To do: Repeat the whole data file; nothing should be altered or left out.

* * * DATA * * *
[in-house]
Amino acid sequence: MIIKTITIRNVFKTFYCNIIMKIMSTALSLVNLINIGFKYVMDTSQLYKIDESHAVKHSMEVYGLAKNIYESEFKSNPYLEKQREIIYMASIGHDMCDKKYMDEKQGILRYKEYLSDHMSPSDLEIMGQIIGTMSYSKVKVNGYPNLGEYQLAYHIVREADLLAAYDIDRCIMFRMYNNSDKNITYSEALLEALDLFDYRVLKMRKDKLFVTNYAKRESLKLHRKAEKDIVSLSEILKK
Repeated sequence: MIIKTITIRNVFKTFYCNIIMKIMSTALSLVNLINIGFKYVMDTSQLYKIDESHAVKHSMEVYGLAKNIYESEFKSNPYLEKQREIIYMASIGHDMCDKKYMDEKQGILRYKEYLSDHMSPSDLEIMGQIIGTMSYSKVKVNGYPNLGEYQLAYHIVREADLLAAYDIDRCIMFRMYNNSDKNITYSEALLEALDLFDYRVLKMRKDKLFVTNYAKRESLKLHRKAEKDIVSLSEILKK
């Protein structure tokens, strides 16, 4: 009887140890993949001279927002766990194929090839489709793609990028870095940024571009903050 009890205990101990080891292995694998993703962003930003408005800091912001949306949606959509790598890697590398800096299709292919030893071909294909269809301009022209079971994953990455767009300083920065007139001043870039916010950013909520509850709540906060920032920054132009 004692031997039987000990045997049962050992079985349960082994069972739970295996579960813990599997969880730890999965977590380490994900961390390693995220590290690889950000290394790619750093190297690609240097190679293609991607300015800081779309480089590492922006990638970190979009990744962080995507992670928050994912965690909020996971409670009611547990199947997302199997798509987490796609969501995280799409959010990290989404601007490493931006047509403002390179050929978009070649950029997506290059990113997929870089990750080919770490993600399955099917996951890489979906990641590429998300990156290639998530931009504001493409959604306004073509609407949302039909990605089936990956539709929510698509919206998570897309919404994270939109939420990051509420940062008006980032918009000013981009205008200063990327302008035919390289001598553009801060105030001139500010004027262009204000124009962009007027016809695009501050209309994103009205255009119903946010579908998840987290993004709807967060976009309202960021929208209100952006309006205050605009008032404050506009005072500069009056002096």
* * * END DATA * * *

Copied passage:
[in-house]
Amino acid sequence: MIIKTITIRNVFKTFYCNIIMKIMSTALSLVNLINIGFKYVMDTSQLYKIDESHAVKHSMEVYGLAKNIYESEFKSNPYLEKQREIIYMASIGHDMCDKKYMDEKQGILRYKEYLSDHMSPSDLEIMGQIIGTMSYSKVKVNGYPNLGEYQLAYHIVREADLLAAYDIDRCIMFRMYNNSDKNITYSEALLEALDLFDYRVLKMRKDKLFVTNYAKRESLKLHRKAEKDIVSLSEILKK
Repeated sequence: MIIKTITIRNVFKTFYCNIIMKIMSTALSLVNLINIGFKYVMDTSQLYKIDESHAVKHSMEVYGLAKNIYESEFKSNPYLEKQREIIYMASIGHDMCDKKYMDEKQGILRYKEYLSDHMSPSDLEIMGQIIGTMSYSKVKVNGYPNLGEYQLAYHIVREADLLAAYDIDRCIMFRMYNNSDKNITYSEALLEALDLFDYRVLKMRKDKLFVTNYAKRESLKLHRKAEKDIVSLSEILKK
């Protein structure tokens, strides 16, 4: 009887140890993949001279927002766990194929090839489709793609990028870095940024571009903050 009890205990101990080891292995694998993703962003930003408005800091912001949306949606959509790598890697590398800096299709292919030893071909294909269809301009022209079971994953990455767009300083920065007139001043870039916010950013909520509850709540906060920032920054132009 004692031997039987000990045997049962050992079985349960082994069972739970295996579960813990599997969880730890999965977590380490994900961390390693995220590290690889950000290394790619750093190297690609240097190679293609991607300015800081779309480089590492922006990638970190979009990744962080995507992670928050994912965690909020996971409670009611547990199947997302199997798509987490796609969501995280799409959010990290989404601007490493931006047509403002390179050929978009070649950029997506290059990113997929870089990750080919770490993600399955099917996951890489979906990641590429998300990156290639998530931009504001493409959604306004073509609407949302039909990605089936990956539709929510698509919206998570897309919404994270939109939420990051509420940062008006980032918009000013981009205008200063990327302008035919390289001598553009801060105030001139500010004027262009204000124009962009007027016809695009501050209309994103009205255009119903946010579908998840987290993004709807967060976009309202960021929208209100952006309006205050605009008032404050506009005072500069009056002096």